Nepal Could Criminalize Conversion to Christianity
In response to allegations of forced conversions among Nepalese citizens by over-zealous Protestants, the government is considering changing the criminal code to make it illegal to convert to any religion other than Hinduism and Buddhism. This wouldn’t just be limited to the act of conversion itself; according to Asia News, under the new code, “anyone who preaches or tries to persuade others to change religion could get up to five years in prison and receive a fine of [around $900].”
Nepalese officials say that the move would not be intended to stigmatize Christians as a whole. “The law is not against Christians who do great work in the service of the country,” Nepali Justice Minister Prabhu Sah said, “but is against the imposition of Christianity.”
He added, rather pointedly, that the allegations of forced conversions did not apply to Catholics. Protestant groups vehemently denied the claims.
The issue of forced conversion isn’t just confined to Nepal; in 2006, the Indian state of Rajasthan banned forced conversion (not all conversion) after “hardline” Hindu parties accused Christian missionaries of coercing people to change religions. But it also seems to be wrapped up in a good deal of politics, including the desires of these “hardline” Hindus, who were mentioned in the Asia News article as well.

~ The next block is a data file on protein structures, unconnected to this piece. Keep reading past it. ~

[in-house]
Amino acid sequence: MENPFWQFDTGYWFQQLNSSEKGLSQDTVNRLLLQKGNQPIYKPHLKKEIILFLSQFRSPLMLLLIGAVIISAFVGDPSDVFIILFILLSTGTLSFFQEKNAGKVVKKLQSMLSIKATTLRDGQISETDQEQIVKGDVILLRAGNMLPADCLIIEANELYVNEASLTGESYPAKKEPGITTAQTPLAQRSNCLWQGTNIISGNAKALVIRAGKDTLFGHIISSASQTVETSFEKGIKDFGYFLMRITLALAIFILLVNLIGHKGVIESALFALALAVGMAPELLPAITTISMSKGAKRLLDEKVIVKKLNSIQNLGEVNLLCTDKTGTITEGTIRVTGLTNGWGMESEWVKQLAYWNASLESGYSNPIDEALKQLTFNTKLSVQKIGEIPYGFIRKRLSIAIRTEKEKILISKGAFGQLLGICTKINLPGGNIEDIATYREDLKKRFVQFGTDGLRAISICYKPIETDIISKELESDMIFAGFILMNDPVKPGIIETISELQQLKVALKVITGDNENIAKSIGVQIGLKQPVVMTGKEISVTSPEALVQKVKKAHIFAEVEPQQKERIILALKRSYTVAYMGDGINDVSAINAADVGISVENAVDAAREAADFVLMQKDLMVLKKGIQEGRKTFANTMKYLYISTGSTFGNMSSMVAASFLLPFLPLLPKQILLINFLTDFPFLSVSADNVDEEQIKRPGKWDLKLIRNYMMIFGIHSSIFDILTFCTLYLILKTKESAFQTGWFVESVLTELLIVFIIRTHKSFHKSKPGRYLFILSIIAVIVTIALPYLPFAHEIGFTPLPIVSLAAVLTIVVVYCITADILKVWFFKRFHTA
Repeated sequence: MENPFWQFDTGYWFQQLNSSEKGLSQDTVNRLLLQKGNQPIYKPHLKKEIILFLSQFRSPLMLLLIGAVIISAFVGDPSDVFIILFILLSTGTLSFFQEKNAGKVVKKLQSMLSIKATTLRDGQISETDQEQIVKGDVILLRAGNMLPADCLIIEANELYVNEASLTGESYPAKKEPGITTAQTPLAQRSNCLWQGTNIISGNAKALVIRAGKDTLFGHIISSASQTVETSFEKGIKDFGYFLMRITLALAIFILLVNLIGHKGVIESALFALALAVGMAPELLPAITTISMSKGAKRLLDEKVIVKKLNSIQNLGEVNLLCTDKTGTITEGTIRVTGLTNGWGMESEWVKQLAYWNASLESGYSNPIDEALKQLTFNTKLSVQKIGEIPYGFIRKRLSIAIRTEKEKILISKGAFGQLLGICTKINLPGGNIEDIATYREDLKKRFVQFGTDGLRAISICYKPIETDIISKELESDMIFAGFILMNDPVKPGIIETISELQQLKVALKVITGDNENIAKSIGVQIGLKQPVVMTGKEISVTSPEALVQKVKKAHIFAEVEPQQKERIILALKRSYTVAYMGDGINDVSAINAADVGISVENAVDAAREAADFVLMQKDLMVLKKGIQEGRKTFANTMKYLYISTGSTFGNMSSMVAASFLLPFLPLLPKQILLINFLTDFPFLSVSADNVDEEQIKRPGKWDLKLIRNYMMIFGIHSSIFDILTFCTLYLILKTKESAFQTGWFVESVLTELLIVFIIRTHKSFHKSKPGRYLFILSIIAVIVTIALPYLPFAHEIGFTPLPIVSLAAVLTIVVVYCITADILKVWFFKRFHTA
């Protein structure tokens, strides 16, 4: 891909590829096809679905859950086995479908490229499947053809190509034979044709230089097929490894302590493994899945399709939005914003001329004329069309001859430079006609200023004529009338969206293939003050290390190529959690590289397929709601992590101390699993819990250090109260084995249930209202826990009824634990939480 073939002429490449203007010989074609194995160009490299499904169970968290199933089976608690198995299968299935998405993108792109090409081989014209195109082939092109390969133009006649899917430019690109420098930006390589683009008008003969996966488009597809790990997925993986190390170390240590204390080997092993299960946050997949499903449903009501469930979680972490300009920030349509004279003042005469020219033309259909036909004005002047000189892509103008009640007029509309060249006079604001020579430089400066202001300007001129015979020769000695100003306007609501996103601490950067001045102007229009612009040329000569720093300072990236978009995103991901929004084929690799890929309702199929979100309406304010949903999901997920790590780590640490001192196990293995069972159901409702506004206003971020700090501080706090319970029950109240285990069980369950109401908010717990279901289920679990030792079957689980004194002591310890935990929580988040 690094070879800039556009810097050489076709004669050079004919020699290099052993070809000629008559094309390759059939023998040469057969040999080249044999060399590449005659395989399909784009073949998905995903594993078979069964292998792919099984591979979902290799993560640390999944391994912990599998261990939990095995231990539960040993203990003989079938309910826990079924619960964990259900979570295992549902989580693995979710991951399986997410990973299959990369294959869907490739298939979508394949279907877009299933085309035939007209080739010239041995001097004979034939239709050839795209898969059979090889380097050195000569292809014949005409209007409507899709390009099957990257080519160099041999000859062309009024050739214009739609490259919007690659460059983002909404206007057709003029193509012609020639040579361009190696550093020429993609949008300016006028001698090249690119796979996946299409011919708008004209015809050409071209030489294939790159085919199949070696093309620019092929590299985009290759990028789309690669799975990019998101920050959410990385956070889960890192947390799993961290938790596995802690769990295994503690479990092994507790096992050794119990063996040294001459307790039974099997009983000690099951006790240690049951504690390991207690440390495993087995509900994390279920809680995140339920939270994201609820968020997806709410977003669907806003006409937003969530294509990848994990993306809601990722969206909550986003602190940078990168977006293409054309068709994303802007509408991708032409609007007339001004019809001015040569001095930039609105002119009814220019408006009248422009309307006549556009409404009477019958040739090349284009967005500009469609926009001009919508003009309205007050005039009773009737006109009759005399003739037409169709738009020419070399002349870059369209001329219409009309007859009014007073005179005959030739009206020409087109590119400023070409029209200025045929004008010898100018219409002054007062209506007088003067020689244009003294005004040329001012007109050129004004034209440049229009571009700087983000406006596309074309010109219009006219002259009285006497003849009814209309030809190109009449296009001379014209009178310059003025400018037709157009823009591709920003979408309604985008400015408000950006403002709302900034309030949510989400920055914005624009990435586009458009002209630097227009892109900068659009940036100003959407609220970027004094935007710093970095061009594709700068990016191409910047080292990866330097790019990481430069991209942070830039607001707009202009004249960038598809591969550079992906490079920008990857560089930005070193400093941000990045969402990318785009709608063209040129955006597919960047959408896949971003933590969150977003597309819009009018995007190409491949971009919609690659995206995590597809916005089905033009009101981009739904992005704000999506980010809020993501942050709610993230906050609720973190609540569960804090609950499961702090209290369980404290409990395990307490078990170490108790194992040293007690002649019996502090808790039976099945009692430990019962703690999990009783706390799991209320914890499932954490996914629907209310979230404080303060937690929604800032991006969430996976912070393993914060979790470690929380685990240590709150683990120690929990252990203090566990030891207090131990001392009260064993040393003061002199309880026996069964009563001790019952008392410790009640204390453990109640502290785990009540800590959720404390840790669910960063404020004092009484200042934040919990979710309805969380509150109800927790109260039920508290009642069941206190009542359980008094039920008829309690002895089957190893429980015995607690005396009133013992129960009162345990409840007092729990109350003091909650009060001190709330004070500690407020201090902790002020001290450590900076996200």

Nepal became a secular state in 2006 after the centuries-old absolutist Hindu monarchy fell and was replaced by a non-sectarian government. This was followed by a series of Hindu rallies and concern that cows, which are sacred in Hinduism, would begin to be slaughtered in secular Nepal. Meanwhile, other religious groups were said to welcome the change.
Now, it’s unclear whether the move to ban conversions to religions other than Hinduism and Buddhism is an attempt for Hindu fundamentalists to gain power, or a genuine attempt to end forced conversions (or, perhaps, both). But it certainly seems as though the government doesn’t need to ban all conversion, and the new section of criminal code, if loosely interpreted, could impinge upon religious freedom.
Photo from Jean-Marie Hullot's Fotopedia page.